BYU Emergency Medical Service provides timely help



    Getting help for a medical emergency on campus is as easy as dialing 911.

    While this isn’t anything new, the Emergency Medical Technicians on campus said most people don’t realize that when they dial 911 from a campus phone, they will be connected with dispatchers on campus.

    Dispatch will immediately alert the EMTs and will call the Provo paramedics if the emergency is serious.

    The on-campus EMTs are a part of the BYU Emergency Medical Service. BYU EMS was created two years ago to provide faster help during medical emergencies on campus, he said.

    All forty of the EMTs on campus are student volunteers who have trained and certified to provide medical assistance, said David Blackett, former head duty supervisor for Emergency Medical Services.

    Blackett, 24, a senior from Murray majoring in zoology, said many problems on campus aren’t serious enough to require a paramedic.

    He added that since all of the EMTs are students, they know where all the buildings and classrooms are.

    “I know the police officers appreciate it a lot that they don’t have to go to every routine call,” Blackett said.

    Erik Richardson, 23, a senior from Tooele majoring in Latin American studies and another former head duty supervisor, said, “Our most valuable asset is that we are here on campus and can get to anywhere fairly soon, within two minutes.”

    “It has been a great experience. You feel like you are a part of the campus community by helping to keep things safe around campus.”

    — Justin White, EMT

    To become an EMT, students train for four months and learn a variety of skills, such as CPR, wilderness first aid and bleeding control, Blackett said.

    He said an EMT’s certification lasts for three years, but weekly training meetings help EMTs to refresh skills or learn new skills.

    When they go out on serious or life-threatening calls, EMTs also watch the techniques of the paramedics with local ambulance services who respond to those type of calls, he said.

    Blackett said the EMTs handle more than 500 calls a year. Most of those calls aren’t life threatening, he said.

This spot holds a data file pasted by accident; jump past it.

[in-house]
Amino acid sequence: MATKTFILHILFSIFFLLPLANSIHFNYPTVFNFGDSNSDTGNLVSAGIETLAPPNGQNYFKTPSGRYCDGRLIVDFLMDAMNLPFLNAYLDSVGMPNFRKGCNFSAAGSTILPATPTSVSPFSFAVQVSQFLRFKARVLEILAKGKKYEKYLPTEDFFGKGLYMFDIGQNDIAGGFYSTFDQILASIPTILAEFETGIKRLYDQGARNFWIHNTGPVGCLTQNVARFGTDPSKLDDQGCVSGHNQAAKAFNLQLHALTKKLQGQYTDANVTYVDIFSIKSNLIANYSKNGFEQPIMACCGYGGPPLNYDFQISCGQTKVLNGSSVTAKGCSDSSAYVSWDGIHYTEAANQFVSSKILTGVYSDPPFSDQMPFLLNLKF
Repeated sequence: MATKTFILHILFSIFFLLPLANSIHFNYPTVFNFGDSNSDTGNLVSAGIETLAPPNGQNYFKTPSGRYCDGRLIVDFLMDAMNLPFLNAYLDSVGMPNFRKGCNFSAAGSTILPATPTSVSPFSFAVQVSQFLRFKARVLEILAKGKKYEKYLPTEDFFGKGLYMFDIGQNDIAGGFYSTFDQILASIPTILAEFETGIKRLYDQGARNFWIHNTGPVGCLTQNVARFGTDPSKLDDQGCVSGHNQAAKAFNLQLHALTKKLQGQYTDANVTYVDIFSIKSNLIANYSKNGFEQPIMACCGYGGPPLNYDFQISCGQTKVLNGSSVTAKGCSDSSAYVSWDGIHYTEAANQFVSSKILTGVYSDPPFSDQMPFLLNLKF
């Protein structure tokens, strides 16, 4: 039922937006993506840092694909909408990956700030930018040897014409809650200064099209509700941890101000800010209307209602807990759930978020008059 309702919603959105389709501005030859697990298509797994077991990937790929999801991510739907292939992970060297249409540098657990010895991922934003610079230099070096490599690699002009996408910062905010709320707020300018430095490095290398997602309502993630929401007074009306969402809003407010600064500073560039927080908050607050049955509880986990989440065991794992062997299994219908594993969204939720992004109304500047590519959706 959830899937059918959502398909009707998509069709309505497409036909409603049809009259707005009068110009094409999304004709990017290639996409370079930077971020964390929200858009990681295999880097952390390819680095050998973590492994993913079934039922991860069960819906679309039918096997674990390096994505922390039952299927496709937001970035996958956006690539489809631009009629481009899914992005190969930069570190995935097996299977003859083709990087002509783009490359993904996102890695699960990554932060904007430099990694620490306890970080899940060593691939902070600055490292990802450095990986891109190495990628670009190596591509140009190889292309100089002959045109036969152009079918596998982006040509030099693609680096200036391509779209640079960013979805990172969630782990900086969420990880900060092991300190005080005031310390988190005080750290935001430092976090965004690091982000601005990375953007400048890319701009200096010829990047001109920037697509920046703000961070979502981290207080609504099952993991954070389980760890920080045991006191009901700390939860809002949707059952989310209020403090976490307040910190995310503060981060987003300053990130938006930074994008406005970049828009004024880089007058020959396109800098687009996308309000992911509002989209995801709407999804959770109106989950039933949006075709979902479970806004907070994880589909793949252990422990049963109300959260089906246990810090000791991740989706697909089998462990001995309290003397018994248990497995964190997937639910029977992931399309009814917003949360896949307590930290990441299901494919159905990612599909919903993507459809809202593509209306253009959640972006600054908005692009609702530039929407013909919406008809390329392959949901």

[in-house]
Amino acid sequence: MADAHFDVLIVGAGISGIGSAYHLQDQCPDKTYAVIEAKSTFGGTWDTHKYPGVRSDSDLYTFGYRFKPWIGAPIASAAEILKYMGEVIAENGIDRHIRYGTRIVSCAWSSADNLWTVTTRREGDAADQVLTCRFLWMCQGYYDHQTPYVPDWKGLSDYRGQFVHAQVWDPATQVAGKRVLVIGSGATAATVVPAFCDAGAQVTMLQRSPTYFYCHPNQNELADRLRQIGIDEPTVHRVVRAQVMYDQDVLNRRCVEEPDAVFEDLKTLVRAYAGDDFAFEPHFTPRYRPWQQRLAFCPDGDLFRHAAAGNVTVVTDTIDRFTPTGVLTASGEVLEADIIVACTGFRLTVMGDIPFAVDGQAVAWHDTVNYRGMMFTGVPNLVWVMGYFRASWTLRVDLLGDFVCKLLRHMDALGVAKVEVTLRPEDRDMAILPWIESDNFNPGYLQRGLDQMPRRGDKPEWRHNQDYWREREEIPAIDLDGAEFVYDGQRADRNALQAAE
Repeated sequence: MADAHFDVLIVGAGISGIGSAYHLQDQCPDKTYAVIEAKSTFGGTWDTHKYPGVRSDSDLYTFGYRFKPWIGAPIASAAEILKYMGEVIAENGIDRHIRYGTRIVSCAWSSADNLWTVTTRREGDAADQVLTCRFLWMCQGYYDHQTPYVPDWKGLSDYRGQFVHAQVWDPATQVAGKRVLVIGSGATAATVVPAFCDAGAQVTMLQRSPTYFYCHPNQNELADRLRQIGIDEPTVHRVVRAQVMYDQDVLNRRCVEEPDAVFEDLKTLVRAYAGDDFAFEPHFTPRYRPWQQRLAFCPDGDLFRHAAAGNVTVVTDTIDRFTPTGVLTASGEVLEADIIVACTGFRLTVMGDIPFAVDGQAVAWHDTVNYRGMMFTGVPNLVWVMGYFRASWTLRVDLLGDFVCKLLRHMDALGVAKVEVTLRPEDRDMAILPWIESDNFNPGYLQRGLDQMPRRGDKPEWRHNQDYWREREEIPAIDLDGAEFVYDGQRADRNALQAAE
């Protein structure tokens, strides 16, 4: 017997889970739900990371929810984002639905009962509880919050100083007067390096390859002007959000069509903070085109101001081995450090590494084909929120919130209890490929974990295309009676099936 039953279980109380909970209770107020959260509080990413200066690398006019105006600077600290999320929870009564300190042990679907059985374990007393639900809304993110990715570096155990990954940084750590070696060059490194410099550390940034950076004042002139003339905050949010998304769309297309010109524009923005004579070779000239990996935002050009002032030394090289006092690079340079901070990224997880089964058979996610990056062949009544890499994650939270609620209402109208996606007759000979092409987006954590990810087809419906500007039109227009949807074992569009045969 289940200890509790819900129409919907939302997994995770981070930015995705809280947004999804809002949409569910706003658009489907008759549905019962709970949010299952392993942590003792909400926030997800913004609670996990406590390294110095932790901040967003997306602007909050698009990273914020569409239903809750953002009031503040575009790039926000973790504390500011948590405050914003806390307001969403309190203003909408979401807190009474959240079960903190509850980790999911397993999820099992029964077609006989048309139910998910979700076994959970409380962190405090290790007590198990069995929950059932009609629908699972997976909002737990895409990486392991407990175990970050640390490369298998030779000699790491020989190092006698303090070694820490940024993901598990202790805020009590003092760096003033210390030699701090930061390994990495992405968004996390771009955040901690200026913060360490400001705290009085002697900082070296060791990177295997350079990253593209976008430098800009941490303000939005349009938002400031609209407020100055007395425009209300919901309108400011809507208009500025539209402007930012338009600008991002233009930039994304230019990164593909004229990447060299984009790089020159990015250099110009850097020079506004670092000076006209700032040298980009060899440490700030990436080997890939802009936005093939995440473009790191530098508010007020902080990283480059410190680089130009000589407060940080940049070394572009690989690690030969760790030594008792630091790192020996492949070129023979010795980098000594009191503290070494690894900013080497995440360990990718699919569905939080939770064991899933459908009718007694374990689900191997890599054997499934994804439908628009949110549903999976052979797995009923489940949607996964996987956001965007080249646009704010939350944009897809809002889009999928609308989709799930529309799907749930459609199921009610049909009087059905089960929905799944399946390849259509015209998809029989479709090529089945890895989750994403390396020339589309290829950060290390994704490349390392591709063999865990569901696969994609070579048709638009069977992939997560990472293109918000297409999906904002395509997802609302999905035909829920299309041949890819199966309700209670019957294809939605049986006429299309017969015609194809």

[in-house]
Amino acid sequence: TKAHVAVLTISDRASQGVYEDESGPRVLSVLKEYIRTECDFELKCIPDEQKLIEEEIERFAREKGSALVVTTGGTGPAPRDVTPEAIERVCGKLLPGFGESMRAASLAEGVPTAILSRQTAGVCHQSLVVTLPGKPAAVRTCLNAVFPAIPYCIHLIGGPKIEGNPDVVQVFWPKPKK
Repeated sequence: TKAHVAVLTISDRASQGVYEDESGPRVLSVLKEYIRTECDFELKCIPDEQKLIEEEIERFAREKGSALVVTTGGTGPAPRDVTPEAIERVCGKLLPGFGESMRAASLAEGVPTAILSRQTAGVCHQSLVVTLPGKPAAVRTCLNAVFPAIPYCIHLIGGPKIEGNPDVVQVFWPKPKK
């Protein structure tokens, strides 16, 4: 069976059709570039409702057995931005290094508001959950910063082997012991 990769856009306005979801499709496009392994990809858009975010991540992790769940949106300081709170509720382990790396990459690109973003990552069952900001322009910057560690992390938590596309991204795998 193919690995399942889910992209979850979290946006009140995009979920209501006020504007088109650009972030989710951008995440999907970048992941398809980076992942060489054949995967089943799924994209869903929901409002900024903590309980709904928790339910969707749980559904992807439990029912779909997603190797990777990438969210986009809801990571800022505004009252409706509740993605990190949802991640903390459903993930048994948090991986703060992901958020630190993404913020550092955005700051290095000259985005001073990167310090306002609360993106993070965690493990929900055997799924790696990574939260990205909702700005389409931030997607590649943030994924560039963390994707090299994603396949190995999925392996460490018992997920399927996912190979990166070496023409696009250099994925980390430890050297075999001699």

Blackett said Emergency Medical Services gets a lot of calls during the summer, especially while the summer camps are in session.

    Blackett said the EMTs have several of what they call “frequent flyers,” — people who call for help on a regular basis. One person in particular has called in 46 times, he said.

    Richardson said one time a caller had a toothpick stuck in his teeth. The EMTs responded, arrived at the scene and pulled out the toothpick.

    Richardson said it is amazing what people will call for, but the EMTs will respond to any call — serious or not.

    Each EMT volunteers eight hours per week, and while many are doing it to gain experience for their future medical career, they say it is also rewarding to provide a free service to the university, Richardson said.

    “It is a very valuable service to the university. There are probably over 35,000 people here on campus at any given moment, and obviously with that many people you are bound to have medical emergencies,” he said.

    Richardson said many times the people they assist are very grateful for their help. One time the EMTs helped a girl home when her wheelchair broke. She thanked them with a plate of cookies.

    Justin White, 24, a senior from Petaluma, Calif., majoring in communications studies and an EMT, said, “It has been a great experience. You feel like you are a part of the campus community by helping to keep things safe around campus.”

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